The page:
Construction materials supplier Fibertex geotextiles are used to stabilise the foundations of railway structures, enabling them to withstand the dynamic loads of high speeds and great weights of modern trains.
The Fibertex plant in Hammarsdale, KwaZulu-Natal, manufactures high-performance geotextiles for many applications, including the design, construction and maintenance of railway systems.
“Fibertex materials, which improve the reliability and performance of railway systems, have been designed to increase the bearing capacity of the foundation structure, which is extremely important when operating heavy-duty trains,” states Fibertex SA technical sales representative Joe Anderson.
South Africa’s railway infrastructure comprises two types of track formation – freight and passenger rail – both of which require stable foundations.
“Freight rail formations for heavy loads consist of coal lines, with turnout formation and continuous track formation, and normal freight lines. Although these two formations are similar in design, there are notable differences. The turnout formation is more complex, as these areas are where locomotives and coal carts stand and change direction, which means the track needs to carry high static or standing loads.”
Anderson notes that maintenance of rail track structures includes the lifting of rails, sleepers and ballasts, with highly specialised equipment and the removal of the formation below, with an excavator that operates at precise lengths.
“This procedure involves the removal of the Findrain drainage systems, high density polyethylene (HDPE) geocells and the Fibertex F range heavy weight geotextiles. The base layer is then compacted to required specifications with a heavy drum roller and once the required compaction has been achieved, typically, a layer of F1000M geotextile is placed on the base and a Findrain is installed on either side of the formation to manage all drainage requirements. HDPE geocells are placed above the F1000M geotextile and filled with a highly specified aggregate, 15 mm to 19 mm for example, which is specifically crushed for rail applications.”
He adds that the formation is then filled with the selected backfill (G1 and G2 road materials) and compacted to the required specifications, after which Troxler tests are conducted. The sleepers, ballast and rail tracks are replaced, using specialised machinery and stamping completes the process. This operation normally commences at about 02h00 and must be finalised by 07h00, when the track is reopened for business.
On a coal line, the track formation does not have HDPE geocells, but a F750M geotextile is used on the base layer. Standard freight rails often use a 310 g or 270 g nonwoven polypropylene geotextile. The staple fibre nonwoven manufacturing technology of the Fibertex range of geotextiles allows this product range to achieve higher mechanical properties at lower grammage.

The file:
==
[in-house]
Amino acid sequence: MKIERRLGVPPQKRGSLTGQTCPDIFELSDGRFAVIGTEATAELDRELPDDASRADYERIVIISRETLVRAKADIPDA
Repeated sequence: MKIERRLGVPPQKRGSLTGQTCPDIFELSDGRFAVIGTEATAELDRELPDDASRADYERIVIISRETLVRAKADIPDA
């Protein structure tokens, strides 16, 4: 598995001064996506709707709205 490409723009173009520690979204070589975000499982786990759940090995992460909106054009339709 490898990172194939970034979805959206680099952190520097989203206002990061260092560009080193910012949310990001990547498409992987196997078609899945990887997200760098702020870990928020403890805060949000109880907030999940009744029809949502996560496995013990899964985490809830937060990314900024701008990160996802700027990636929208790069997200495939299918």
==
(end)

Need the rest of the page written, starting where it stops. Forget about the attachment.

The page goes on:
Findrains are recommended in areas where the ingress of water into the base layers is a problem. At container and other depots, the formations are similar to a turnout formation, as trains stand for long periods of time.
Fibertex geotextiles F-1000M are designed for use in building and construction works for separation, filtration, drainage, protection, stabilisation and reinforcement. Fibertex geotextiles have many characteristics suitable for environmental protection, including resistance to most alkalis and acids, organic solvents and degreasing agents. This polymer material is ultraviolet stabilised, is non-toxic and also resists electrolytic attacks, fungi and rot.
Fibertex F-40 Detection is a separation geotextile, which is placed between the subsoil and the bearing layer when installing new rails. This material enables the monitoring of subsoil settlements to predict and plan maintenance of the structure. Monitoring is made possible through aluminium strips in the geotextile, every five meters. These strips are detectable using georadar systems, which provide railway managers with insights into potential strip displacements caused by subsoil movement.
Benefits of these strips include being able to predict future problem zones, to improve railway safety, reduce maintenance and renovation costs and avoid erosion damage.
Fibertex also manufactures FiberRails ST – a material that is applied to the bearing surface before laying the new ballast – to provide effective separation and filtration. Benefits include improved bearing capacity and extended service life on the track, as dampening vibration also reduces noise levels, which is important in urban areas.
The Fibertex geosynthetics range encompasses a complete portfolio of nonwoven and woven geotextiles, as well as gabions and mattresses, drainage pipes, fittings and erosion control and cellular confinement solutions. Fibertex also supplies soil reinforcing products, including geogrids and geocells, as well as geosynthetic clay liners, as part of composite lining systems in modern landfills.
The company’s continued focus on quality and meeting exact customer requirements, has led to the expansion and improvement of business operations. Coupled with this, global support guarantees the edge on product design, impeccable manufacturing standards, cost efficiency, safety and reliability of every material.